Pd in the time of Covid


Dr Peter Fletcher

Consultant care of the elderly physician, Gloucestershire Hospitals NHS Foundation Trust

The Parkinson’s MasterClass ‘season’ restarted on May 19th 2021 with the first module of our Advanced, 2-module, MasterClass 40. The second module follows on December 7th. We are also hosting a Foundation MasterClass starting October 12th. It is so good to have people in the room once again as we crank up to through a hybrid model to a full room, having been totally virtual.

Our last Advanced 2nd module completed as recently as March 24th 2021 (fully virtual) as our dates had understandably been rescheduled and rescheduled again. Being a second module we had the projects to look at and reflect on. All but a couple focussed on the lived experience of people with Parkinson’s in participants’ practices.

For me there were a number of areas of interest that emerged from the projects, all of which are in poster format at neurologyacademy.org/parkinsons-academy/projects. First what were the symptoms experienced by our patients? Pd is an isolating disease and for many of our patients their world contracts. Giving up work early, not socialising as much and being reticent about being ‘seen’ by others are symptoms and signs we would all recognise. Slap on 3 periods of isolation and well, you know the rest.

All sorts of issues have become clear as our patients emerge after what is nearly 18 months. First their disease has progressed simply because 18 months have gone by. What about mortality? Anecdotally this may have fallen although we need hard data. Less going out to experience trauma, less flu and yes the benefits of avoiding the air-kissing and hand-shaking of Christmas parties may have all been beneficial.

But what about morbidity. I think we expected to see if not more true depression, then certainly more examples of low mood and I think we did. However what we saw in spades was anxiety, already the commonest neuropsychiatric problem that I see in Pd. Anxiety about catching coronavirus, anxiety about developing Covid-19 and anxiety about having to go to hospital for something completely unrelated were all there. Anxiety about the future, real apprehension over what will happen next and anxiety over those who one cannot see, friends, family and particularly grandchildren.

By way of self-therapy I had been asking my patients to make a bucket list of activities to pursue post-isolation. Rather than a cruise to Antarctica these became lists of the simplest things, going to the garden centre, a coffee in the garden with their daughter and of course a hug from their grandchildren.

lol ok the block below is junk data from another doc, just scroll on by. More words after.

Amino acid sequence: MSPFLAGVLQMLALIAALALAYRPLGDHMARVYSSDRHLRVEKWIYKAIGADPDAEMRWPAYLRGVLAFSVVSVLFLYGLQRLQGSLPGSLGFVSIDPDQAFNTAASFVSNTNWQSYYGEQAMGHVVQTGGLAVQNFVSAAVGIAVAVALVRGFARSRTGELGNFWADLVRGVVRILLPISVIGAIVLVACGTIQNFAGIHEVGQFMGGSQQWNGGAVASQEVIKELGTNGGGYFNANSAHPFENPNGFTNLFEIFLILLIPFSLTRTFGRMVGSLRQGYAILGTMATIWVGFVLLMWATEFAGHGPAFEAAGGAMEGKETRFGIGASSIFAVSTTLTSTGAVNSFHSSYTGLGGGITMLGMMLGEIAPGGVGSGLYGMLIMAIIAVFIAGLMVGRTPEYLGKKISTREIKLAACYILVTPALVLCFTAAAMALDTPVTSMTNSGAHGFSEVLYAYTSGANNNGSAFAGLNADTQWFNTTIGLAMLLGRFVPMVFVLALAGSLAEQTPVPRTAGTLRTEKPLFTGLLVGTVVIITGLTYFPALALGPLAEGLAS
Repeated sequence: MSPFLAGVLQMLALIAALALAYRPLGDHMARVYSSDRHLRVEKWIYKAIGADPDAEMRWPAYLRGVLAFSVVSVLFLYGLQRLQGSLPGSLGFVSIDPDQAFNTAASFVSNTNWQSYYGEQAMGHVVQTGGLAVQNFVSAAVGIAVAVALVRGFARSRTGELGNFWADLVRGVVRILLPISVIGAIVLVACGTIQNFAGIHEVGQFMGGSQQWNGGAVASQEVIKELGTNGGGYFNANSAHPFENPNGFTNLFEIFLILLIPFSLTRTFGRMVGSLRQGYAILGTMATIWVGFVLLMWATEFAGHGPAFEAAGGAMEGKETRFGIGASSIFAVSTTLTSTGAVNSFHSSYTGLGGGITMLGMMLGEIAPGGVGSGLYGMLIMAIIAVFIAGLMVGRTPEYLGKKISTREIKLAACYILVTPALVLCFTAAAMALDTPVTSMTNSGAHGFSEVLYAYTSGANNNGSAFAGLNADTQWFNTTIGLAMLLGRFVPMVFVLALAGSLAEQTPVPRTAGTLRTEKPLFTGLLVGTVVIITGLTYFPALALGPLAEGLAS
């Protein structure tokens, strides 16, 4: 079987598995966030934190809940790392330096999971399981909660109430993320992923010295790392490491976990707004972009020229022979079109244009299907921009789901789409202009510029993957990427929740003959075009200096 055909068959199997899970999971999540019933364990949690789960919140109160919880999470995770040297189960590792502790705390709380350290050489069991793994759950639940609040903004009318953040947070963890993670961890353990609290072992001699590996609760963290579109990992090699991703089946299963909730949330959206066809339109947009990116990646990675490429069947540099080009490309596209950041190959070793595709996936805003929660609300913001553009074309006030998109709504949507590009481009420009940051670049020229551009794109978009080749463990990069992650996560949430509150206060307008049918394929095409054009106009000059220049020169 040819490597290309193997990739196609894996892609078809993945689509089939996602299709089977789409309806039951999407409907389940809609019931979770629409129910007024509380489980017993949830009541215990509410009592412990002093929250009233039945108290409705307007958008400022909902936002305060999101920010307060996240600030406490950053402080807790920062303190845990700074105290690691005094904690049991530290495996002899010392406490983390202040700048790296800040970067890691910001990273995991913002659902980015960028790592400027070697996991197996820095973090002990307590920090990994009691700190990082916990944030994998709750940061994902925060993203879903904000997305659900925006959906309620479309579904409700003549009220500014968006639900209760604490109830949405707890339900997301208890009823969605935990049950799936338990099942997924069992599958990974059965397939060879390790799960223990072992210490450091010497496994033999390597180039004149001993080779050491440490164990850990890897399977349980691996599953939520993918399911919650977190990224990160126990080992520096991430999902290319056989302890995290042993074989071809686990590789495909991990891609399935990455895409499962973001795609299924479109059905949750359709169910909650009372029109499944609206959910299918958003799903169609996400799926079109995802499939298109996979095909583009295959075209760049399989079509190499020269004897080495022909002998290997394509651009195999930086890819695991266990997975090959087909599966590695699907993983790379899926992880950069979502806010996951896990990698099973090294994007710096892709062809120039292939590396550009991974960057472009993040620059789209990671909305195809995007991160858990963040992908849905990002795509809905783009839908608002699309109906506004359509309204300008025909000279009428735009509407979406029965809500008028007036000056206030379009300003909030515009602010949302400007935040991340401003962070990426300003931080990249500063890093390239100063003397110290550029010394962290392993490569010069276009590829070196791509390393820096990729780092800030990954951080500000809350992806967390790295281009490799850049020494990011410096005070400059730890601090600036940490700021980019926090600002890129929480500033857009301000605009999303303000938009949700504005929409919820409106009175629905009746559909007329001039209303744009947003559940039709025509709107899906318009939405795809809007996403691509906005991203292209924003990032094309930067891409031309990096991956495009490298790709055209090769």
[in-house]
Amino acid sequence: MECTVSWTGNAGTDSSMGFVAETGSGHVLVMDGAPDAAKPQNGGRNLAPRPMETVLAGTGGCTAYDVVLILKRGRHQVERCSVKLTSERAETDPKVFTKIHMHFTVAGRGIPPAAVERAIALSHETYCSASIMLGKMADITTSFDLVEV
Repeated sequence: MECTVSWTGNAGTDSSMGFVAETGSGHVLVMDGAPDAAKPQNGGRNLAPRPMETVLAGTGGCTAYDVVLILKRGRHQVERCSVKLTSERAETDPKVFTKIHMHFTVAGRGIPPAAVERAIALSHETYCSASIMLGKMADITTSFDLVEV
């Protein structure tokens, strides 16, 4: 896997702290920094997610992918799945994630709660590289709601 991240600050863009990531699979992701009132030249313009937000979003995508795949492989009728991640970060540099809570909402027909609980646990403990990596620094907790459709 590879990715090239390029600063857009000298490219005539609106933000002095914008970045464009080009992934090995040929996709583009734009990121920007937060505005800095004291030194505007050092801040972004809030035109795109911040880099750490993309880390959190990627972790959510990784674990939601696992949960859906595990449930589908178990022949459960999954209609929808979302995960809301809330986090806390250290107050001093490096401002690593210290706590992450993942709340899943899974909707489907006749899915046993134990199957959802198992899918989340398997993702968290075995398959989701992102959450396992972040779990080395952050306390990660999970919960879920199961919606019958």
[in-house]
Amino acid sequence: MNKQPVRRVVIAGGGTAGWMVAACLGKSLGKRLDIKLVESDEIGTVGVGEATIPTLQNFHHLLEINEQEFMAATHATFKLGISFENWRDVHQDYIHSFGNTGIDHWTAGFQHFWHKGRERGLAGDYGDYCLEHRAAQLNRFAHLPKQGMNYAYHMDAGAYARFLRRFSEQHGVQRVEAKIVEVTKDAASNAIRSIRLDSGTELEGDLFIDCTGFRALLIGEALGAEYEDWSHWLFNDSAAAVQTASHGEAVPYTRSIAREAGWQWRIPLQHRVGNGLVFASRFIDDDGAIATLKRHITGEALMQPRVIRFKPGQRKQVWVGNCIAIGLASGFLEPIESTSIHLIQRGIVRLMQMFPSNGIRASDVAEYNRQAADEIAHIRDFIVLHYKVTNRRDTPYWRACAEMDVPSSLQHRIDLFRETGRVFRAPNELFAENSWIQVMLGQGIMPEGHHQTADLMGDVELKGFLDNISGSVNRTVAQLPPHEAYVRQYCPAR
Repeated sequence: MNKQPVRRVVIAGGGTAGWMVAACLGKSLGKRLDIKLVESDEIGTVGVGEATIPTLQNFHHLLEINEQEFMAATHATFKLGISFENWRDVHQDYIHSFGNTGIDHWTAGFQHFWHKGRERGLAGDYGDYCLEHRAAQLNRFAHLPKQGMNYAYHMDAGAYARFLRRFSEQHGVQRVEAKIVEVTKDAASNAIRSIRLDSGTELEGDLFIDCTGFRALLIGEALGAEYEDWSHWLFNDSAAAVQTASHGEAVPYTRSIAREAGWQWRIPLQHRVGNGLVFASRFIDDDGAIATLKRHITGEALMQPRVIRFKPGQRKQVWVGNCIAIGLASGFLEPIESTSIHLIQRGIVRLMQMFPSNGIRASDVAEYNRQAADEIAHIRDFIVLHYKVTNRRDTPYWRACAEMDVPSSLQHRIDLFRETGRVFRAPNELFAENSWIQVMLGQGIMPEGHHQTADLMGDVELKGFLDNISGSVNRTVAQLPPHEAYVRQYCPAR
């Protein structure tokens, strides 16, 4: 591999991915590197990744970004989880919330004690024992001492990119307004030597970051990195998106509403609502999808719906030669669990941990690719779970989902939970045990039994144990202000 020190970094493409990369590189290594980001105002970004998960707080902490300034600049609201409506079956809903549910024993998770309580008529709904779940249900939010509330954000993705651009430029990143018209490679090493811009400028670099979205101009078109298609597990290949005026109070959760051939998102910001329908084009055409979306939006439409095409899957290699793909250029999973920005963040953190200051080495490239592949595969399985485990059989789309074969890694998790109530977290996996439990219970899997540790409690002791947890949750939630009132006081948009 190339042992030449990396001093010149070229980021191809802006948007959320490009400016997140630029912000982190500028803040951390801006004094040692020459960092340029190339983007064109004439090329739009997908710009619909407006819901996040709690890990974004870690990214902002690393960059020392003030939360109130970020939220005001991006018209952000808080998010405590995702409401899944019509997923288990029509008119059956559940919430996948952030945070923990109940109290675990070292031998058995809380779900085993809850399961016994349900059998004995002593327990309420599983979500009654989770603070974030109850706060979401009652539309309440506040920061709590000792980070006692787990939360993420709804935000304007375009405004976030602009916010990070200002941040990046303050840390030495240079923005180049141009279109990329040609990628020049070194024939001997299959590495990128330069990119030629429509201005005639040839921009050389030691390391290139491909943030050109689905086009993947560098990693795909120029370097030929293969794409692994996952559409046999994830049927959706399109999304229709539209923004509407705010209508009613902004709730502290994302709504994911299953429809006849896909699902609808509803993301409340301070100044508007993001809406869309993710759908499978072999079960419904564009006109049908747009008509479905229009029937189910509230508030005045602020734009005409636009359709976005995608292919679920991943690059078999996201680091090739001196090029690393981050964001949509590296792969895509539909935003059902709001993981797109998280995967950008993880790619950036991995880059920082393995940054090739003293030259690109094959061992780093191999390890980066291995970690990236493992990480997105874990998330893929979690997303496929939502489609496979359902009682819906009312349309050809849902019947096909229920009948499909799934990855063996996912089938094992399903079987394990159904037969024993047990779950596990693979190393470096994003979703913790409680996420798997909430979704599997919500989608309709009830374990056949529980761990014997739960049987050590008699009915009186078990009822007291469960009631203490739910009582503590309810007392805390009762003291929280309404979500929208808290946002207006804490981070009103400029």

We learnt a lot about different ways of consulting. Uni-dimensional ways for example, by telephone or email, 2-dimensional for example via a video, played their part. A lack of technology at the patient’s end has been an issue which may be why my patients prefer a telephone call followed by a cc’d letter.

There were though ethical issues such as who else is in the patient’s room that perhaps the clinician cannot see and should be identified before discussing confidential information. What about consent to record a video consultation and what happens when only one party wishes to record? The Medical Protection Society who insure doctors and dentists have written a superb piece on this in their current Casebook magazine (Volume 29, issue 1, May 2021).

However none of these in my view is as good as a 3-dimensional consultation no matter how good the wearable technology (and NICE have just pronounced on the PKG coincidentally – draw your own conclusions at www.nice.org.uk/advice/mib258).

There is something even better though and that is entering the 4th dimension. Let me explain. As face to face consultations became possible again virtually all my patients opted for face to face appointments. In my first such clinic I asked my patient whose daughter had brought her from her residential home why? She replied that because the home was still in lockdown, being brought to a doctor’s appointment was the only way she could spend time with her daughter …….

We have a lot to learn from the last 18 months and on many, many levels.

'The things you can't get from the books'

Parkinson's Academy, our original and longest running Academy, houses 20 years of inspirational projects, resources, and evidence for improving outcomes for people with Parkinson's. Led by co-founder and educational director Dr Peter Fletcher, the Academy has a truly collegiate feel and prides itself on delivering 'the things you can't get from books' - a practical learning model which inspires all Neurology Academy courses.